Impact

Social Sciences Worth an Estimated £24 Billion to UK Economy

January 15, 2014 1278

This post originally appeared on the London School of Economis (LSE) Media page here. It is kindly reposted with their permission.

9781446275108Social science is now big business in the UK, according to new research which shows that the sector is worth approximately £24.3 billion a year to the national economy.

This figure is the collective economic value of social science teaching and research in UK universities (£4.8 billion a year) plus the costs that the financial sector, business corporations and public sector agencies spend on employing professional social scientists to mediate or translate academic research into their organisations (at least £19.4 billion a year).

The impact of the social sciences is outlined in a new book due to be released this week by the London School of Economics and Political Science, and published by SAGE, drawing on research from Cambridge Econometrics.

The Impact of Social Sciences: How Academics and their Research make a Difference puts forward a strong case for additional funding and calls for closer integration of the social sciences themselves, and far better co-operation with STEM (science, technology, engineering and mathematics) disciplines.

LSE researchers argue that despite receiving just 8 per cent of Research and Development (R&D) funds nationally, and 12 per cent of the total research grants flowing to UK universities, the social science sector is punching well above its weight in economic terms, both locally and globally.

Across the world, rough estimates suggest that around 20 million people are either employed in university social science departments or are students in these disciplines.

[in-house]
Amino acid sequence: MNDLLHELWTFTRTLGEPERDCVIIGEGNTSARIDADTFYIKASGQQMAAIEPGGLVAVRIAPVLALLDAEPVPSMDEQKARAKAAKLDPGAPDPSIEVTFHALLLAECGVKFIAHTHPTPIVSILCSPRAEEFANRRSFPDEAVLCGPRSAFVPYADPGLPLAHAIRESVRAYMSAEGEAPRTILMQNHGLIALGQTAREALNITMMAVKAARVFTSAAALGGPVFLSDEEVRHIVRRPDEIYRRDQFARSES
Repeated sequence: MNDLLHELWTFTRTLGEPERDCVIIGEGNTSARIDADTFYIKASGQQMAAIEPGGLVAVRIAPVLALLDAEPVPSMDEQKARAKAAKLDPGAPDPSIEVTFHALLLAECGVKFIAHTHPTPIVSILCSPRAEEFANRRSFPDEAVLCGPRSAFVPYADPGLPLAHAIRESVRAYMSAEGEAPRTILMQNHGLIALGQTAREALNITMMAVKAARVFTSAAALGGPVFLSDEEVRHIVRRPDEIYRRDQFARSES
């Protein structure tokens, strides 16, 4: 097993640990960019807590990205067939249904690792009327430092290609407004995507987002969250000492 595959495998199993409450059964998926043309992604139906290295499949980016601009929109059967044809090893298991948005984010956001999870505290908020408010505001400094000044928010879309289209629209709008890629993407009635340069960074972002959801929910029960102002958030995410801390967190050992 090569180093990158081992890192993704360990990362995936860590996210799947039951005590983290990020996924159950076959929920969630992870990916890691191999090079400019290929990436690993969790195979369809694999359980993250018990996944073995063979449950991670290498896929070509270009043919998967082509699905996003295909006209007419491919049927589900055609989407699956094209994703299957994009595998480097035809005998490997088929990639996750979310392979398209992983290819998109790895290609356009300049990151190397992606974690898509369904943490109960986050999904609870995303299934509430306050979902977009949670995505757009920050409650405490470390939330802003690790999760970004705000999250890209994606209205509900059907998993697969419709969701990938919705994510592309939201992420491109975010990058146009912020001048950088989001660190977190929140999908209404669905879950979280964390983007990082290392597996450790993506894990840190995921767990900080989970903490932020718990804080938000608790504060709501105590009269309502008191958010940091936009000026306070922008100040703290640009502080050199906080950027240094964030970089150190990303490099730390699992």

An additional 20 million professionals – working for governments, public agencies, major business corporations, consultants, civil society organisations and the media – make regular use of social science research in their work, the authors estimate.

The findings have emerged from a three-year project by Professor Patrick Dunleavy and his colleagues in LSE’s Department of Government, who have mapped for the first time the size and scale of social sciences in the UK and their influence across all sectors of British society.

The book is the result of this project and is officially launched at LSE on Wednesday 29 January. It analyses the significant impact of social sciences research on government, business, the non-profit sector and the public, arguing that the sector deserves a much bigger slice of the R&D funding pie.

Between 30-40 per cent of all UK university research takes place in the social sciences domain, providing answers to some of the world’s most pressing challenges. Yet the effectiveness of social scientists has often been decried,” says Professor Dunleavy.

The social sciences need to work much closer together with STEM disciplines and medical sciences to tackle looming scientific and policy changes facing the world,” he adds.

Co-authors Dr Simon Bastow and Jane Tinkler also urge the social sciences to embrace unprecedented changes in scholarship and research in the digital era.